Using Encala in Tube Feeding

Using Encala in Tube Feeding

Enrich your patient’s tube feeding regimen with the convenience and clinically proven medical benefits of Encala

Encala is a medical food that can be added to your patient’s tube feeding formula.

Encala is:

  • Non-GMO
  • Plant-Based
  • Added to tube feed formula
  • Contains Essential Fatty Acids

Add Encala for your patients on tube feeding looking to fortify their regimen with highly absorbable long chain fats and enhance caloric intake:

  • Encala is rich in essential fatty acids and choline, and is clinically proven to increase plasma levels of essential fatty acids, choline and fat soluble vitamins.1
  • Encala enables fat and nutrient absorption without the need for lipase or bile acids.
  • Adding healthy fats to your patient’s regimen with Encala can improve their EFA status.1

These patients may benefit from including Encala in their oral regimen:

  • Encala is clinically proven to increase fat absorption, improve BMI and height in only 3 months, and adds healthy calories to your patient’s oral diet.1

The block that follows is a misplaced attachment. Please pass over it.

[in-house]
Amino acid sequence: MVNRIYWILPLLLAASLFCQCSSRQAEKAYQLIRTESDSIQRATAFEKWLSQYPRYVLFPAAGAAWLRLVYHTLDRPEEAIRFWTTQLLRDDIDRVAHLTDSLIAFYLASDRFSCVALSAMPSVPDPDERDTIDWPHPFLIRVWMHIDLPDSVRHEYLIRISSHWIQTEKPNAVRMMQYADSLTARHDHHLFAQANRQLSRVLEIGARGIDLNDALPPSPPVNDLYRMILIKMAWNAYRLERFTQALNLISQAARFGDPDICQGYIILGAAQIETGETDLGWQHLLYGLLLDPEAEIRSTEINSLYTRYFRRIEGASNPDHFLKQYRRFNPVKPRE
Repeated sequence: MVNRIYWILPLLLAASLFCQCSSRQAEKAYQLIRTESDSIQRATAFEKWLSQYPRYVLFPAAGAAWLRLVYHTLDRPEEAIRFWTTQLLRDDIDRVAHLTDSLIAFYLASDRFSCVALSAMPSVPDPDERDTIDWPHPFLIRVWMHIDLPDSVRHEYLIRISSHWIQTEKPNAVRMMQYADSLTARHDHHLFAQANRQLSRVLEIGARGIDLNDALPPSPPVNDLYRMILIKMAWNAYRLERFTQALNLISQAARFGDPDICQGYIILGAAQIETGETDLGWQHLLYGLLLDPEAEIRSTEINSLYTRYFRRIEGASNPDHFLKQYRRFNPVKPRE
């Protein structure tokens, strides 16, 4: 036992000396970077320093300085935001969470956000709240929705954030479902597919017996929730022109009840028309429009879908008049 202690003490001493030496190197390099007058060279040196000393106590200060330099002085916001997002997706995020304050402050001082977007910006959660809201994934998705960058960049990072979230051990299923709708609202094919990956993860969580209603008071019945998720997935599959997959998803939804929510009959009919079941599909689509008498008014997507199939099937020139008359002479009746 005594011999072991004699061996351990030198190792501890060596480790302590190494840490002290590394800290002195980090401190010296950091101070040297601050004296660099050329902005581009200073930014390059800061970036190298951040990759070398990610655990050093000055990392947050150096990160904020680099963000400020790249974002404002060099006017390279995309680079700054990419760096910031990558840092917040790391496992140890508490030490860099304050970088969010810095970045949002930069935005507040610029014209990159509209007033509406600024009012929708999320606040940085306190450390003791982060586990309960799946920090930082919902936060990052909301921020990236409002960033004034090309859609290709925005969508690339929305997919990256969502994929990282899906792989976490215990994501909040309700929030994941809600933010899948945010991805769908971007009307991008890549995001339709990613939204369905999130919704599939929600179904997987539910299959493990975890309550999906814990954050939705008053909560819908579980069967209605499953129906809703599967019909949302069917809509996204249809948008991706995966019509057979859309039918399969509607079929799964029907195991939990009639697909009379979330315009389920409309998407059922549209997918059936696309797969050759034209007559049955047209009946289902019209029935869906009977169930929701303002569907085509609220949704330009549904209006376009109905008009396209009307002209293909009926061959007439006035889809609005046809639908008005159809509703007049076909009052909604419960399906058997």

• Encala also can improve your patient’s GI symptoms which may make them feel better, and improve their appetite.
  • Encala is added to meals and snacks to increase healthy calories and reinforce success with oral feeding.
  • Improvement in appetite is often seen when GI symptoms are reduced.
  • Studies have demonstrated that up to 25% of patients on PERT still have inadequate CFA levels which undermines their nutritional goals.3
  • Increasing CFA levels with Encala encourages healthy metabolism and is believed to increase weight and height.4
  1. Stallings VA, Tindall AM, Mascarenhas MR, Maqbool A, Schall JI. Improved residual fat malabsorption and growth in children with cystic fibrosis treated with a novel oral structured lipid supplement: a randomized controlled trial. PLoS One. 2020;15(5):e0232685. View the study.
  2. Kalivianakis, Minich, Bijleveld, et al., Fat malabsorption in cystic fibrosis patients receiving enzyme replacement therapy is due to impaired intestinal uptake of long-chain fatty acids, The American Journal of Clinical Nutrition, Volume 69, Issue 1, January 1999, Pages 127–134. View the study.
  3. Stallings, Schall, Maqbool, et al., Effect of Oral Lipid Matrix Supplement on Fat Absorption in Cystic Fibrosis: A Randomized Placebo-Controlled Trial. J Pediatr Gastroenterol Nutr. 2016;63(6):676-680. doi:10.1097/MPG.0000000000001213. View the study.
  4. Woestenenk, Janna W., Cornelis K. van der Ent, and Roderick HJ Houwen. “Pancreatic enzyme replacement therapy and coefficient of fat absorption in children and adolescents with cystic fibrosis.” Journal of pediatric gastroenterology and nutrition 61.3 (2015): 355-360. View the study.
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